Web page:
Juana Vasquez Luna, at eight months old, was the youngest to be gunned down three days before the Christmas of 1997.
Fasting and at prayer, the members of the civil movement La Sociedad Civil Las Abejas The Bees were stormed in the local Roman Catholic church by about 90 members of the paramilitary groups, Paz e Justicia (Peace and Justice) and Mascara Roja (Red Mask). Of the 45 indigenous people killed, 21 were women, 15 children and nine men, mostly elders. Four unborn babies were murdered.
The 12 hour killing spree by these paramilitary groups through the small highland town of Acteal on December 22, 1997, was in response to the movements efforts for autonomous development.
In 1999 the Producers Union Maya Vinic – a coffee producing cooperative of more than 500 families – was born out of this civil movement, in recognition of their traditional, cooperative ways of organising their communities.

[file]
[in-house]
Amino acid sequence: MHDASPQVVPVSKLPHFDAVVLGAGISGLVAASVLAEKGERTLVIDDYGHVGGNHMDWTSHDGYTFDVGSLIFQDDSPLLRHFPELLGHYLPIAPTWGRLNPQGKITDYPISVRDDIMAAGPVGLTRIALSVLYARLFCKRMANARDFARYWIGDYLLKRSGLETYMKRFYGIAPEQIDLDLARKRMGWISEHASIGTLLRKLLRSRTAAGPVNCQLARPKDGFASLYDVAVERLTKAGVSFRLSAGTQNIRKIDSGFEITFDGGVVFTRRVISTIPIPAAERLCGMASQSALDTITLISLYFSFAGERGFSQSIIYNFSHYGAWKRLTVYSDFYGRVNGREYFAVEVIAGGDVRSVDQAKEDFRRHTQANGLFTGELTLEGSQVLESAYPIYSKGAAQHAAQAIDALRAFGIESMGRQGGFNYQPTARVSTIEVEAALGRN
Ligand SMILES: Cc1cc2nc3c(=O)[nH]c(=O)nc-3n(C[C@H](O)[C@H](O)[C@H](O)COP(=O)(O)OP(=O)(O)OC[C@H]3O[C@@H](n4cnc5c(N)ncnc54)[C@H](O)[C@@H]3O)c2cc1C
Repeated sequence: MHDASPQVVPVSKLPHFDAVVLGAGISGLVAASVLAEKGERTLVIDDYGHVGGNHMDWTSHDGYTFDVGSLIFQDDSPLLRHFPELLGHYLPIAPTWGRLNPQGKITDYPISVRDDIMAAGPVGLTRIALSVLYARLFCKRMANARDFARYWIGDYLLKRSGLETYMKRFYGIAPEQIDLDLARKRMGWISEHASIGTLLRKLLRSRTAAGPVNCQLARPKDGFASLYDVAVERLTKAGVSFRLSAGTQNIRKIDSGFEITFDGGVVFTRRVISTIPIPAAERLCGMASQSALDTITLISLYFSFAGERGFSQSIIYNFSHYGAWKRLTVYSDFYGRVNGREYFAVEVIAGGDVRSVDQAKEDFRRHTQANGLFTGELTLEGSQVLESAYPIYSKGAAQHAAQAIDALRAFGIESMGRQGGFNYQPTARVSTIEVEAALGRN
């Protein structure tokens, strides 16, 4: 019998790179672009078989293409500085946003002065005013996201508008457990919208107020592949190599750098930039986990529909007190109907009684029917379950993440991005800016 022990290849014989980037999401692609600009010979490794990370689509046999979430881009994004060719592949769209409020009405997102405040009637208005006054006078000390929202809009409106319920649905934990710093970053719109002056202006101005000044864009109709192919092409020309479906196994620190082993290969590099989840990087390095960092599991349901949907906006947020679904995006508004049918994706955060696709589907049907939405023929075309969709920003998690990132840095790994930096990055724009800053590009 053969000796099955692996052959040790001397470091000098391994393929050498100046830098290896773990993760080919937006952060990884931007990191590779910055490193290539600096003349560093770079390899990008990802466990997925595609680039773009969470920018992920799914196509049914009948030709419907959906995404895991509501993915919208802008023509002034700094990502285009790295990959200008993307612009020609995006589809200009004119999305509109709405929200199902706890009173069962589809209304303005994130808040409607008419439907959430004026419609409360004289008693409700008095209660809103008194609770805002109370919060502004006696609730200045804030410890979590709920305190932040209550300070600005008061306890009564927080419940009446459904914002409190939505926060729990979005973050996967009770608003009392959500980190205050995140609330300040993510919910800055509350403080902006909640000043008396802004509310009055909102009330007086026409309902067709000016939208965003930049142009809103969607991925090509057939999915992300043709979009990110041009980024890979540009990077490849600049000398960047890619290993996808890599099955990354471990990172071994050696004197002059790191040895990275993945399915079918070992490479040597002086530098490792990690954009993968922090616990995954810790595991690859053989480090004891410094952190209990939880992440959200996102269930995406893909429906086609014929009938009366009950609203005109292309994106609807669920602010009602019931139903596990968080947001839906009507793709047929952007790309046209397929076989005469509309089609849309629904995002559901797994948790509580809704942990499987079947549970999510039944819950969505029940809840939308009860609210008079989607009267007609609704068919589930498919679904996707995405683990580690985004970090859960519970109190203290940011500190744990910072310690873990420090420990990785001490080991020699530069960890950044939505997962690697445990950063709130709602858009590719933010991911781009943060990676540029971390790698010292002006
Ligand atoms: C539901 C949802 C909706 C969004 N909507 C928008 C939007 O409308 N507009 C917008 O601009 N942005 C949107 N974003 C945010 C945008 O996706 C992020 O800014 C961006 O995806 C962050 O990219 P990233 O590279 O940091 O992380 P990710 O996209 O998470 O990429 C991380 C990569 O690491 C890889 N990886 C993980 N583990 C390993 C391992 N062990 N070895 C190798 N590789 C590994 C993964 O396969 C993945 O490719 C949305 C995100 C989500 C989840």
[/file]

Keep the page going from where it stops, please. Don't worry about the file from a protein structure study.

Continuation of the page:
Coffee farming had begun back in the 1900s down in the lowland country where indigenous highlanders were recruited as lowly paid workers during coffee harvesting periods. Seeds were taken by the workers back up to the highlands where they began to produce their own beans.
Maya Vinics members are now drawn from 38 different highland communities across the municipalities of Chenalhó, Pantelhó and Chalchihuitán, in Chiapas. They each farm on about one acre and produce 400 kilos on average of coffee beans from each familys plot. They are organised through the ultimate authority a General Assembly – and below that an Assembly of Community Delegates works in close conjunction with the Producers Board of Directors.
While the coffee the Maya Vinic members produce is registered under the Fairtrade brand, the people of Acteal still believe that those responsible for the act of genocide have not been brought to justice.
In all, 54 children were left orphaned from the massacre. Their cooperative has given them economic autonomy even when political power was out of reach.
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